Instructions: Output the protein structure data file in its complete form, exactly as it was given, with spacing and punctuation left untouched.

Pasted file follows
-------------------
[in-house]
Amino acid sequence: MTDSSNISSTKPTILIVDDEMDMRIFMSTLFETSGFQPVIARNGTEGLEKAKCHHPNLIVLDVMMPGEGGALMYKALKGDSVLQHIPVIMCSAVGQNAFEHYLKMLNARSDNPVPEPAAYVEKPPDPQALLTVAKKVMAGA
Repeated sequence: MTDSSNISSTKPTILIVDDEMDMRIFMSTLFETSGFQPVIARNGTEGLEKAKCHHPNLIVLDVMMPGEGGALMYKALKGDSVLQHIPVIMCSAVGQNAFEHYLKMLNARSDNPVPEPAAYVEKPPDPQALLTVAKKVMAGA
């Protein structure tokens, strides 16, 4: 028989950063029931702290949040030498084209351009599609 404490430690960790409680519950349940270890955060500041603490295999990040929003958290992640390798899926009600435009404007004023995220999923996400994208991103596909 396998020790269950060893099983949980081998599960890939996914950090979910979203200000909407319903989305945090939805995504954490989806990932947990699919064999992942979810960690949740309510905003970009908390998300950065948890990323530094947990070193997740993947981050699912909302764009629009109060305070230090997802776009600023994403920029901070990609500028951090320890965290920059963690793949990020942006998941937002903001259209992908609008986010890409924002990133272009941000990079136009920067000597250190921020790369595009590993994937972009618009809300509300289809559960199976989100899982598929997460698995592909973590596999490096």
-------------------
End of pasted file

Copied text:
[in-house]
Amino acid sequence: MTDSSNISSTKPTILIVDDEMDMRIFMSTLFETSGFQPVIARNGTEGLEKAKCHHPNLIVLDVMMPGEGGALMYKALKGDSVLQHIPVIMCSAVGQNAFEHYLKMLNARSDNPVPEPAAYVEKPPDPQALLTVAKKVMAGA
Repeated sequence: MTDSSNISSTKPTILIVDDEMDMRIFMSTLFETSGFQPVIARNGTEGLEKAKCHHPNLIVLDVMMPGEGGALMYKALKGDSVLQHIPVIMCSAVGQNAFEHYLKMLNARSDNPVPEPAAYVEKPPDPQALLTVAKKVMAGA
């Protein structure tokens, strides 16, 4: 028989950063029931702290949040030498084209351009599609 404490430690960790409680519950349940270890955060500041603490295999990040929003958290992640390798899926009600435009404007004023995220999923996400994208991103596909 396998020790269950060893099983949980081998599960890939996914950090979910979203200000909407319903989305945090939805995504954490989806990932947990699919064999992942979810960690949740309510905003970009908390998300950065948890990323530094947990070193997740993947981050699912909302764009629009109060305070230090997802776009600023994403920029901070990609500028951090320890965290920059963690793949990020942006998941937002903001259209992908609008986010890409924002990133272009941000990079136009920067000597250190921020790369595009590993994937972009618009809300509300289809559960199976989100899982598929997460698995592909973590596999490096």